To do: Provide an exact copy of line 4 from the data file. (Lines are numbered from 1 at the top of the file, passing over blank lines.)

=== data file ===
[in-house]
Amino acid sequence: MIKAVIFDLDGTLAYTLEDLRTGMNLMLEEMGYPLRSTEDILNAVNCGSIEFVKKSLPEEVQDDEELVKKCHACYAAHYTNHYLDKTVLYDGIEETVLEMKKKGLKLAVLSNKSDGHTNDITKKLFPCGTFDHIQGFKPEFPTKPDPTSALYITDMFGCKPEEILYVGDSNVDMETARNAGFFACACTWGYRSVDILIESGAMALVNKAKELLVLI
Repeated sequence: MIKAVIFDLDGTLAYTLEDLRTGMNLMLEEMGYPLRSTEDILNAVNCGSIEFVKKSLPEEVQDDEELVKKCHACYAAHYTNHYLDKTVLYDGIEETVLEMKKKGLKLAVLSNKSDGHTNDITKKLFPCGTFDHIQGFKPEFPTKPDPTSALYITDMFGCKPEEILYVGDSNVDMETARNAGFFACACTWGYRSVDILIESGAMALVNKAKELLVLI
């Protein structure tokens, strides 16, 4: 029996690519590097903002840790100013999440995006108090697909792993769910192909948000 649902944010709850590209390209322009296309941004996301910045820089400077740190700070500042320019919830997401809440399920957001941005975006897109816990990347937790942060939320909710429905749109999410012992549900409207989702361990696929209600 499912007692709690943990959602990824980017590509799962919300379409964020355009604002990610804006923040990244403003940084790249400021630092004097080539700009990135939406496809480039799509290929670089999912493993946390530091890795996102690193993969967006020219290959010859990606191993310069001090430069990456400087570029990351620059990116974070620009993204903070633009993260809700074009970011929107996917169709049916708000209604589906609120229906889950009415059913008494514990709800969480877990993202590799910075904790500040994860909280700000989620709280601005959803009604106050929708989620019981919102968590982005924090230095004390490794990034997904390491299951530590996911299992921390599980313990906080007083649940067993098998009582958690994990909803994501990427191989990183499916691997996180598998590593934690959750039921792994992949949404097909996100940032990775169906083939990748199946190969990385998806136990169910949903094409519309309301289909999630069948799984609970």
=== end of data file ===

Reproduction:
């Protein structure tokens, strides 16, 4: 029996690519590097903002840790100013999440995006108090697909792993769910192909948000 649902944010709850590209390209322009296309941004996301910045820089400077740190700070500042320019919830997401809440399920957001941005975006897109816990990347937790942060939320909710429905749109999410012992549900409207989702361990696929209600 499912007692709690943990959602990824980017590509799962919300379409964020355009604002990610804006923040990244403003940084790249400021630092004097080539700009990135939406496809480039799509290929670089999912493993946390530091890795996102690193993969967006020219290959010859990606191993310069001090430069990456400087570029990351620059990116974070620009993204903070633009993260809700074009970011929107996917169709049916708000209604589906609120229906889950009415059913008494514990709800969480877990993202590799910075904790500040994860909280700000989620709280601005959803009604106050929708989620019981919102968590982005924090230095004390490794990034997904390491299951530590996911299992921390599980313990906080007083649940067993098998009582958690994990909803994501990427191989990183499916691997996180598998590593934690959750039921792994992949949404097909996100940032990775169906083939990748199946190969990385998806136990169910949903094409519309309301289909999630069948799984609970």